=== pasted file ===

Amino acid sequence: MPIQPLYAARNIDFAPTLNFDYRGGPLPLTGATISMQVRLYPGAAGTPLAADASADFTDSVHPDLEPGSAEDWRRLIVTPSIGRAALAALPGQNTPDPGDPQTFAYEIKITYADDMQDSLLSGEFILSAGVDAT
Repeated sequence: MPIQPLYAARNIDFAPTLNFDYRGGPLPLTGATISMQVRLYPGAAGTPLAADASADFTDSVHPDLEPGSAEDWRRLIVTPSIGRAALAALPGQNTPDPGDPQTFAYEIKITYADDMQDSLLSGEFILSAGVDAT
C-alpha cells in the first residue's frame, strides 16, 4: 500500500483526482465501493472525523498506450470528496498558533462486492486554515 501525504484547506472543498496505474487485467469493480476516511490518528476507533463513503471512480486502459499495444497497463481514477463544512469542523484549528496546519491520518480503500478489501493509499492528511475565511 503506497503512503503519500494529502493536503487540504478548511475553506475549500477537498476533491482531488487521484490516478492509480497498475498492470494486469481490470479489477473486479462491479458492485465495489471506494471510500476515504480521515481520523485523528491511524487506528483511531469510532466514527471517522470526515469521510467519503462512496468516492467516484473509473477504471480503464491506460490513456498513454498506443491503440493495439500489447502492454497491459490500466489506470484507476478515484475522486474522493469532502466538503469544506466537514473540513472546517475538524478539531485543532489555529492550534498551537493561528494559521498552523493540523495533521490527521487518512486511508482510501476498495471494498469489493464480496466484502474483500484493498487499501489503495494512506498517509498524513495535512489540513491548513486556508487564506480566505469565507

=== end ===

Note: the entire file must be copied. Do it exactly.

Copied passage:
Amino acid sequence: MPIQPLYAARNIDFAPTLNFDYRGGPLPLTGATISMQVRLYPGAAGTPLAADASADFTDSVHPDLEPGSAEDWRRLIVTPSIGRAALAALPGQNTPDPGDPQTFAYEIKITYADDMQDSLLSGEFILSAGVDAT
Repeated sequence: MPIQPLYAARNIDFAPTLNFDYRGGPLPLTGATISMQVRLYPGAAGTPLAADASADFTDSVHPDLEPGSAEDWRRLIVTPSIGRAALAALPGQNTPDPGDPQTFAYEIKITYADDMQDSLLSGEFILSAGVDAT
C-alpha cells in the first residue's frame, strides 16, 4: 500500500483526482465501493472525523498506450470528496498558533462486492486554515 501525504484547506472543498496505474487485467469493480476516511490518528476507533463513503471512480486502459499495444497497463481514477463544512469542523484549528496546519491520518480503500478489501493509499492528511475565511 503506497503512503503519500494529502493536503487540504478548511475553506475549500477537498476533491482531488487521484490516478492509480497498475498492470494486469481490470479489477473486479462491479458492485465495489471506494471510500476515504480521515481520523485523528491511524487506528483511531469510532466514527471517522470526515469521510467519503462512496468516492467516484473509473477504471480503464491506460490513456498513454498506443491503440493495439500489447502492454497491459490500466489506470484507476478515484475522486474522493469532502466538503469544506466537514473540513472546517475538524478539531485543532489555529492550534498551537493561528494559521498552523493540523495533521490527521487518512486511508482510501476498495471494498469489493464480496466484502474483500484493498487499501489503495494512506498517509498524513495535512489540513491548513486556508487564506480566505469565507